Baidu and Intel announced a new collaboration on the first day of the Baidu Create artificial intelligence (AI) conference. The two firms will work together to refine the functionality of Intel’s Nervana Neural Network Processor for training (NNP-T) microchips.
Specifically, the two tech giants will endeavor to optimize the NNP-T for use in Baidu’s PaddlePaddle deep learning framework. Once implemented, the NNP-T chip should accelerate the learning process of Baidu’s extensive AI systems.
Intel’s Nervana Neural Network Processors
In 2016, Intel purchased a deep learning startup called Nervana for $350 million. The chipmaker bought the firm to further its mission to exceed 100 times greater AI perforce by 2020.
Using its acquisition technology, the Santa Clara, California-based company developed a line of neural network processors that debuted in 2017. The new chips eschew standard cache hierarchy and use a proprietary numeric format called Flexpoint that produces high throughputs.
Furthermore, by shrinking their circuit size, Intel supercharged the parallelism of its NNP chips while decreasing power consumption. In addition to the NNP-T processors, the firm also plans to release an NNP-I chip later this year. The company designed the new Inference processor to accelerate the function of deep learning programs.
Intel intends for its next-generation processors to help the company dominate the rapidly growing deep learning segment.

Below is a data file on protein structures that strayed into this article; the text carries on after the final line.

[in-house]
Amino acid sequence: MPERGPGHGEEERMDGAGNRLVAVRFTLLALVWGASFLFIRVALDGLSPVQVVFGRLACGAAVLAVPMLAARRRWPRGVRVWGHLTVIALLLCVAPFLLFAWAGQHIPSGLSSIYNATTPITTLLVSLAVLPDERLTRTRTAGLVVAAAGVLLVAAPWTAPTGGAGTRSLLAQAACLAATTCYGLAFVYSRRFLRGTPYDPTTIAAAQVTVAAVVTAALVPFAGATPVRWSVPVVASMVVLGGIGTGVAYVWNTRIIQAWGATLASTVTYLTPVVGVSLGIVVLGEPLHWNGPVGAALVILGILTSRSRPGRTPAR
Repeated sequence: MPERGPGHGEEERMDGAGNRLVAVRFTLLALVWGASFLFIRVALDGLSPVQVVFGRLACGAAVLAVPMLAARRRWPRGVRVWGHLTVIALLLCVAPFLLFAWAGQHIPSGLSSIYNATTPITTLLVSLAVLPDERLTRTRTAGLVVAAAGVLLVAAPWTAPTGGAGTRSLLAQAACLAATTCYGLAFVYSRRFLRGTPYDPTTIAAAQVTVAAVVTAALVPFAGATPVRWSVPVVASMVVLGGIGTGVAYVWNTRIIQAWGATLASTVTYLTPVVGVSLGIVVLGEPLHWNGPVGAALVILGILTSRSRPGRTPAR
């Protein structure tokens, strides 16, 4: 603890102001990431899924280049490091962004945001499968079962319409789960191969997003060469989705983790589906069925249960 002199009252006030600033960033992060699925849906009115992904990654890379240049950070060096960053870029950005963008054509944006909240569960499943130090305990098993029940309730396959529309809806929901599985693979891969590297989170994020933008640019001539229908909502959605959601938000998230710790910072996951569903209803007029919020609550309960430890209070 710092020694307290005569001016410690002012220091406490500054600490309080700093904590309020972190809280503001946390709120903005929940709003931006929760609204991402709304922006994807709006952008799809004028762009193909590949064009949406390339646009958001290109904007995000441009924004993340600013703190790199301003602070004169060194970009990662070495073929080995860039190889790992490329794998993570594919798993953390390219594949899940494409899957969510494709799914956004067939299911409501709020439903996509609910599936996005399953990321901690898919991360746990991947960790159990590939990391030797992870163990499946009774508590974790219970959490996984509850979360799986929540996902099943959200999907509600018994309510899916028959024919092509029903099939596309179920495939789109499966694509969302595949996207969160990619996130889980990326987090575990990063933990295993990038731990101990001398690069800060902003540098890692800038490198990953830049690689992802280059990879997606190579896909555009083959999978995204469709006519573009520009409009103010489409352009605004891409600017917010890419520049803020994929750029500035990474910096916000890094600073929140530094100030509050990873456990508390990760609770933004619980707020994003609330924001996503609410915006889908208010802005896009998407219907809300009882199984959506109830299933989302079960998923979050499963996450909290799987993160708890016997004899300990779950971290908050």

Indeed, analysts predict the deep learning hardware market will increase in value from $20 billion in 2019 to $380 billion by 2025. If Intel’s partnership with Baidu proves fruitful, the corporation can position itself as a leader within the nascent field.
5G Portfolio Auction
One sector Intel will most definitely not be interested in exploring is the fifth generation of mobile internet chipsets. The firm has revealed it will auction off its 3G, 4G, and 5G intellectual property patents this August.
Intel’s auction will include 6,000 cellular standards and 1,700 wireless implementation assets. The corporation reportedly intends to sell its smartphone and modem business separately but will accept offers for both lots.
Back in April, the chipmaker announced it was exiting the 5G market after Apple and Qualcomm inked a new supply deal. Intel built 4G chipsets for the iPhone maker in recent years, but the device manufacturer has agreed to source its next-generation smartphone modems from Qualcomm. Without Apple as a client, the semiconductor manufacturer decided developing new mobility technologies wouldn’t be profitable.
In June, reports suggested that Apple intended to purchase Intel’s 5G assets, but it seems that the deal never materialized.